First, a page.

In addition, the effect of spontaneous product switching on consequent exposure can be assessed. The study protocol was approved by an independent ethics committee and registered with the International Standard for Randomised Controlled Trials (ISRCTN) number ISRCTN95019245. The clinical phase has been completed and we are now analysing the large amount of data generated by the study.
The initial 1000 subjects recruited had been smokers of the same commercial 10mg ISO tar product for more than six months, and regularly smoked eight or more cigarettes per day. It was anticipated that over the period of the study a reasonable number of these smokers might decide to spontaneously switch to another commercial product either of the same or lower ISO tar yield (a 10mg ISO tar yield is the maximum permitted by regulations in the European Union).
A number of previous studies have investigated smoking behaviour changes related to short-term or forced switching between products of different ISO tar yields. To our knowledge, this study was the first to observe smoking behaviour at regular intervals in a large population in which members were free to switch products or to quit smoking at any time.
As this was our first longitudinal study, it provided an opportunity to investigate logistical issues related to monitoring and collecting samples from a large population of smokers over several years. If we are to successfully develop products with substantially reduced levels of toxicants in smoke, then studies of this type might provide useful information on how smokers use the products once in the market, and whether their exposure to smoke toxicants is in fact reduced.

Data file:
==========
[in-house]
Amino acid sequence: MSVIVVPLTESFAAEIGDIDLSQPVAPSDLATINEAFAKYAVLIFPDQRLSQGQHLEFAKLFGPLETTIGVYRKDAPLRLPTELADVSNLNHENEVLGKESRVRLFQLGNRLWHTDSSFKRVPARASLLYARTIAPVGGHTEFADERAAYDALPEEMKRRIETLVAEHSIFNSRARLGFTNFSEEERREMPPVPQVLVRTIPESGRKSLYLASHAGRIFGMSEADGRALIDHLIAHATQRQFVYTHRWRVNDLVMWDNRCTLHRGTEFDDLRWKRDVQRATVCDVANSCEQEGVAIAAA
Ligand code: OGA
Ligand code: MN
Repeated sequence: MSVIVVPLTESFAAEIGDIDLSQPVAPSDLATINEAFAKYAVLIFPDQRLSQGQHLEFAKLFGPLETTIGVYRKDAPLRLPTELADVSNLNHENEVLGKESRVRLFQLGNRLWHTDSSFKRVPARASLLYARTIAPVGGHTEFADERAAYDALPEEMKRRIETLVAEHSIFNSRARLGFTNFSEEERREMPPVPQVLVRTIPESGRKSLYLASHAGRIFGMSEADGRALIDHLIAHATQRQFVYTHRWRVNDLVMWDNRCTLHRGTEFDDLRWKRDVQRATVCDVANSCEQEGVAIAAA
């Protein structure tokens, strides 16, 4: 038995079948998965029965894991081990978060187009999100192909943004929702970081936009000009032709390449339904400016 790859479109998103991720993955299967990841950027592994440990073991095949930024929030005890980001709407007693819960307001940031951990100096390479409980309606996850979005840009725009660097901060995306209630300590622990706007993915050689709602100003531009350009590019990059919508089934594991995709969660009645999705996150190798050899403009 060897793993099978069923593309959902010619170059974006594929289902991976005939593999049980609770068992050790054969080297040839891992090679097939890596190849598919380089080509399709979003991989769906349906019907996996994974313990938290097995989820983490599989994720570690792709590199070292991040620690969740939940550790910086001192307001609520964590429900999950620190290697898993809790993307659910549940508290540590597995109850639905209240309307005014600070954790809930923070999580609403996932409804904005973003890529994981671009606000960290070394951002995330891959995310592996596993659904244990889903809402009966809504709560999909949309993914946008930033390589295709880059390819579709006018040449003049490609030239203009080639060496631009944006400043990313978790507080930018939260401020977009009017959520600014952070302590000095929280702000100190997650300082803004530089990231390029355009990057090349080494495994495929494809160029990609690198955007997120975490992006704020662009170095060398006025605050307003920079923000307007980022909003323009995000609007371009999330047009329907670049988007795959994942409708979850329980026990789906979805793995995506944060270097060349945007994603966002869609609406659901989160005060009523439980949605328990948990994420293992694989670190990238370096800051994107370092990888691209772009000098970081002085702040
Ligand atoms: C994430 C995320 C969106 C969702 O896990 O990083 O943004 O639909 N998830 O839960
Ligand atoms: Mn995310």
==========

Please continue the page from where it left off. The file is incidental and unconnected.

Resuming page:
Study design parameters:
During each assessment period:
We have recently published the protocol for this study, and expect to publish the results from this study in peer-reviewed journals once the data analysis is completed. Interim data have been published at both the SRNT conference and CORESTA Congress[3-5]. After analysing the study data we should have a better understanding of spontaneous product switching, the extent of smoker compensation and whether urinary and salivary biomarkers correlate with mouth level exposure data following product switching. Furthermore, we will have gained valuable knowledge on how to design a longitudinal study which may be required for post-market surveillance of future candidate MRTPs.